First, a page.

Lincoln at Gettysburg, November 19, 1863, ca. 1879
Albion Harris Bicknell (1837–1915)
Oil on canvas,
Kirby Collection of Historical Paintings, Lafayette College


Lincoln at Gettysburg, November 19, 1863, by Albion Harris Bicknell, 1837-1916. Kirby Collection of Historical Paintings, Lafayette College.

“Fourscore and seven years ago our fathers brought forth upon this continent a new nation, conceived in liberty and dedicated to the proposition that all men are created equal. Now we are engaged in a great civil war, testing whether that nation, or any nation so conceived and so dedicated, can long endure. We are met on a great battlefield of that war. We are met to dedicate a portion of it as a final resting-place for those who here gave their lives that that nation might live. It is altogether fitting and proper that we should do this. But in a larger sense we cannot dedicate, we cannot consecrate, we cannot hallow this ground. The brave men, living and dead, who struggled here have consecrated it far above our power to add or detract. The world will little note nor long remember what we say here, but it can never forget what they did here. It is for us, the living, rather to be dedicated here to the unfinished work that they have thus so far nobly carried on. It is rather for us to be here dedicated to the great task remaining before us, that from these honored dead we take increased devotion to that cause for which they here gave the last full measure of devotion; that we here highly resolve that the dead shall not have died in vain; that the Nation shall under God have a new birth of freedom; and that government of the people, by the people and for the people, shall not perish from the earth.”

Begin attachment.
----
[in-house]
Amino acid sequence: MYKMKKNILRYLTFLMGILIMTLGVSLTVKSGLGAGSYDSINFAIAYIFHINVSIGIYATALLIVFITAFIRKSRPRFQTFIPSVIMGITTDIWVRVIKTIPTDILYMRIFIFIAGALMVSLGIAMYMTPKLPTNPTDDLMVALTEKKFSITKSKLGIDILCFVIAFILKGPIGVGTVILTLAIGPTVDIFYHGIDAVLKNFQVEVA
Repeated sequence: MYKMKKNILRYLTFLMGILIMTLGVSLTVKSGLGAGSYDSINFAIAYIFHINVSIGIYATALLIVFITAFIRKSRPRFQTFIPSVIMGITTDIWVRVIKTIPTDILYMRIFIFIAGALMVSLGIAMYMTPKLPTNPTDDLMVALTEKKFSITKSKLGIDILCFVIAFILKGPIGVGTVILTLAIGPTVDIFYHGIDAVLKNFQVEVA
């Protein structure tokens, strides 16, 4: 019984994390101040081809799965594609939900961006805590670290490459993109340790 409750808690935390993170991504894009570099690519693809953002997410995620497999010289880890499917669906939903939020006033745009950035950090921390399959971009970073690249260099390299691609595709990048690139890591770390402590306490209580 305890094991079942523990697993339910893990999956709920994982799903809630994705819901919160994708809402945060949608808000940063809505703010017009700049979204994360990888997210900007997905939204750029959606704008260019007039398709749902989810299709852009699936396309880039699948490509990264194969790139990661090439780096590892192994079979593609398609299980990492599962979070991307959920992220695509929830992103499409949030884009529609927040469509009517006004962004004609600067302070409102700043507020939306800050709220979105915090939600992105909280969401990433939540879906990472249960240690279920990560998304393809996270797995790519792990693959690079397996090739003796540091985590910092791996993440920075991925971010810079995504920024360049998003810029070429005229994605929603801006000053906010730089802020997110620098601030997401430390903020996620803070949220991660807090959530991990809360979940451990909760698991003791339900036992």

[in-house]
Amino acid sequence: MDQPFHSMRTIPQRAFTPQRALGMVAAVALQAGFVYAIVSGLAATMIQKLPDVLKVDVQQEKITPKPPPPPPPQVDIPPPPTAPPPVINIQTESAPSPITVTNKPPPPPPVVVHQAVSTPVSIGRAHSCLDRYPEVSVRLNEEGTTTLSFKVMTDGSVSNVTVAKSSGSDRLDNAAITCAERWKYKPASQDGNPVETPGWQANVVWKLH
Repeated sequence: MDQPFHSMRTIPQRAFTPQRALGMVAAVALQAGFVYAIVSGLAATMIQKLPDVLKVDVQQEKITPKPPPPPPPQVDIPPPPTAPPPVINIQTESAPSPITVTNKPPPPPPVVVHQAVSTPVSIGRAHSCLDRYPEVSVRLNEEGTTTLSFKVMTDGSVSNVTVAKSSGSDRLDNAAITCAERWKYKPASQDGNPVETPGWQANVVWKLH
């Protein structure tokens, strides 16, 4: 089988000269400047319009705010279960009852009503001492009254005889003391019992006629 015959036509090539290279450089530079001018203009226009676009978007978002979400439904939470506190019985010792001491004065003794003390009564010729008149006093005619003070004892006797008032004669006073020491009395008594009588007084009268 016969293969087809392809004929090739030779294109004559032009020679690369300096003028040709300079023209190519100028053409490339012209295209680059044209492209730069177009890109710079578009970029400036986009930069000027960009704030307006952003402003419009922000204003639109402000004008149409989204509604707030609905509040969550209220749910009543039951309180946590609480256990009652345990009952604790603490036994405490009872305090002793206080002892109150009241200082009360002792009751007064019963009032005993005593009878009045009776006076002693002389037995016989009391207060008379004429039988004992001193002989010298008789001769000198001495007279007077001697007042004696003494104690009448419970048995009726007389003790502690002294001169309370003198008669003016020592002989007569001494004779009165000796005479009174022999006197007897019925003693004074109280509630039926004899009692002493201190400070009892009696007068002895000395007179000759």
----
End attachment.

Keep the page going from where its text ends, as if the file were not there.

Abraham Lincoln, “The Gettysburg Address”
The New York Times, November 20, 1863

This original study for Bicknell’s panoramic painting in the Malden Public Library, in Massachusetts, depictss President Abraham Lincoln’s delivery of his famous Gettysburg Address at the dedication of the National Cemetery, in Gettysburg, Pennsylvania, on November 19, 1863. Although painters and printmakers paid almost no attention to the event and speech during the remainder of the Civil War, by the mid-1870s, as it became part of numerous centennial observances, artistic interest began to increase. For this solemn work, Bicknell assembled an entourage of 20 important Union leaders, including military men, politicians, and the African-American abolitionist Frederick Douglass, who, among others pictured, did not actually attend the ceremony. The painting is, therefore, a symbolic representation of Northern and antislavery unity. 

Born in Maine, Albion Harris Bicknell studied in Boston and in Paris, under Thomas Couture, before opening a studio in Malden, Massachusetts. In addition to landscapes and history paintings, he became particularly well known for his use of the monotype printmaking process.